Africa witness

People’s voice

ANC forgot the poor: activists

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By Hassan Isilow
The ANC centenary celebrations were nothing but a display of elite power, where the country’s middle class drove to Bloemfontein to show off their stylish wheels. This is the view of most activists I spoke to this week. Ayanda Kota, chairperson of the Unemployed People’s Movement, believes it was wrong for the ruling party to spend R100 million on celebrations yet thousands of South Africans are unemployed.
“R100 million was spent on celebrations – spent to entertain elites, through playing golf and drinking the most expensive whiskey. This is not a people’s celebration. We are absent!” the Grahamstown, based activist said. He added that most South Africans wished that money would have been used to build houses, create employment, and build schools for children who continue to learn under trees.
“During the struggle our leaders embodied the aspirations of the people. But once they took state power they didn’t need us any more. We were sent home. We are only called out to vote or attend rallies.” Khota stated that every year President Jacob Zuma promises to create new jobs but instead, unemployment continues to grow.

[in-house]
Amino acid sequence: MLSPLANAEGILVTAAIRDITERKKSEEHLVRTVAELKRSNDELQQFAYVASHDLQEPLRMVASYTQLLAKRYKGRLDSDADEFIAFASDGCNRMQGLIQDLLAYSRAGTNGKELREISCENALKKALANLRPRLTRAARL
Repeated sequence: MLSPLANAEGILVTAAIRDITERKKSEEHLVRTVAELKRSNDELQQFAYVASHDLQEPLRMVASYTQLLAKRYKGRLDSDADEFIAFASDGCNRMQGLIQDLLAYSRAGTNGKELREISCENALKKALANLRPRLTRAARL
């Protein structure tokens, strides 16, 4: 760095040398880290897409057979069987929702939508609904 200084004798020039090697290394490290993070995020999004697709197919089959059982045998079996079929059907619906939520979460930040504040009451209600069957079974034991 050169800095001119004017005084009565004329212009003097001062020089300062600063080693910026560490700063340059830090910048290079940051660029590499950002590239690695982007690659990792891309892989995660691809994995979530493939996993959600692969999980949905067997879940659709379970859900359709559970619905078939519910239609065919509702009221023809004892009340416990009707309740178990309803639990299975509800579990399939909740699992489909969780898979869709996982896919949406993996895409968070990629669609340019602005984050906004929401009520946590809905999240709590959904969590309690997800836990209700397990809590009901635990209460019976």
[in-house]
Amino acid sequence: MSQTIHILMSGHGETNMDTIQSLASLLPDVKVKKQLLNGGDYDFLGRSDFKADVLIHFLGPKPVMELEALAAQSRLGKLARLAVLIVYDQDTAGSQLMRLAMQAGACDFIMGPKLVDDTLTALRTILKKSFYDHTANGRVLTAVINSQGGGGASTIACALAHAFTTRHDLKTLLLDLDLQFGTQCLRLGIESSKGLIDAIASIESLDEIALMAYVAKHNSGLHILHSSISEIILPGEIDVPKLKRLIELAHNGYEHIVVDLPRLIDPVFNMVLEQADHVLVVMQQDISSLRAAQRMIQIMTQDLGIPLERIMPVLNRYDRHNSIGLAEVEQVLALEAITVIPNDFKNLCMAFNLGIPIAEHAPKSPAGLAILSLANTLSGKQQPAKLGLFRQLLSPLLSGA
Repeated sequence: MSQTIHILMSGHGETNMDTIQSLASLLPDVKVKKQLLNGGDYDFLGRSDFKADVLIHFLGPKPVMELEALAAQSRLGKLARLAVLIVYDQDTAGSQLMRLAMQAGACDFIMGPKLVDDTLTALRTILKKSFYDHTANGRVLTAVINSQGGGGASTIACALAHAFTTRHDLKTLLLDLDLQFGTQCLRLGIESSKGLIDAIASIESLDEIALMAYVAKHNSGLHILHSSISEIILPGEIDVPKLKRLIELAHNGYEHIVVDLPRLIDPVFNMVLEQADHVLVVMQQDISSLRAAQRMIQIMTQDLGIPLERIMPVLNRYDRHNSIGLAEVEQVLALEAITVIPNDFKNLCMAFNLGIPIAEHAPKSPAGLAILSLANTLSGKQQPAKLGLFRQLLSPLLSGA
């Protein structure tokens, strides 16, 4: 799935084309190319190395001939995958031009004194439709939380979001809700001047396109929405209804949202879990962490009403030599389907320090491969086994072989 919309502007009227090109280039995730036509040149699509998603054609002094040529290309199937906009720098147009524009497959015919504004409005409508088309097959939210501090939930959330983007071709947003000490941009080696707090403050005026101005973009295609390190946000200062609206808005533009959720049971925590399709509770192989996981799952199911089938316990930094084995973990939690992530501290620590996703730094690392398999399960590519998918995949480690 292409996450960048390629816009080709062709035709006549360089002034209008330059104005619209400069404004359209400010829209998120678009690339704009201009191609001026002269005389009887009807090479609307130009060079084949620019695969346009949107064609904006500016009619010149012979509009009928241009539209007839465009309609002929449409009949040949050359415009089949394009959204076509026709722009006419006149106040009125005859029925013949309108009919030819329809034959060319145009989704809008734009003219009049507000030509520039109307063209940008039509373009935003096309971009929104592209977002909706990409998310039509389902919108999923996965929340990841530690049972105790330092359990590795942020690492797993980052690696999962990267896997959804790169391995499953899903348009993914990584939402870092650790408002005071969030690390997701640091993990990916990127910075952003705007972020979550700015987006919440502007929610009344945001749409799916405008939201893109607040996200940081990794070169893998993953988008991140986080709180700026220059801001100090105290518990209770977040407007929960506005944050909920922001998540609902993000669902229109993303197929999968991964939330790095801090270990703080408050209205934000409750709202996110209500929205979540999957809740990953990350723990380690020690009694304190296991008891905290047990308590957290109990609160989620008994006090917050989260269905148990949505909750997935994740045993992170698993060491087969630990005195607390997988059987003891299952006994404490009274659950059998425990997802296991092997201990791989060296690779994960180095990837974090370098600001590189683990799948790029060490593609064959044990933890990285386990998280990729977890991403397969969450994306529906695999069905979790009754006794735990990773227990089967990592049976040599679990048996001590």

“How can a person be free with no work, no house and no hope for their life? Unemployment is sky rocketing. Most young people have never worked. Anyone can see that there is an excessive amount of poverty in South Africa. There are shacks everywhere,” the activist related. Many people I spoke to in he wake of the centenary celebrations in Bloemfontein this week shared this view.
An ANC supporter who spoke to me on condition of anonymity during the centenary celebrations in Bloemfontein said it was only officials in the ANC and those owning BEE businesses enjoying the fruits of freedom. The source said the party had seriously neglected the poor. Another ANC supporter said while she remained a committed member of the party, there was much more work for the party to do. “People are frustrated with the ANC for not fulfilling their promises. We thought we would have a better life after getting independence in 1994, but still we are trapped in poverty,” she said.
Originally Published on


Written by africawitness

January 13, 2012 at 1:34 pm

Posted in Xenophobia

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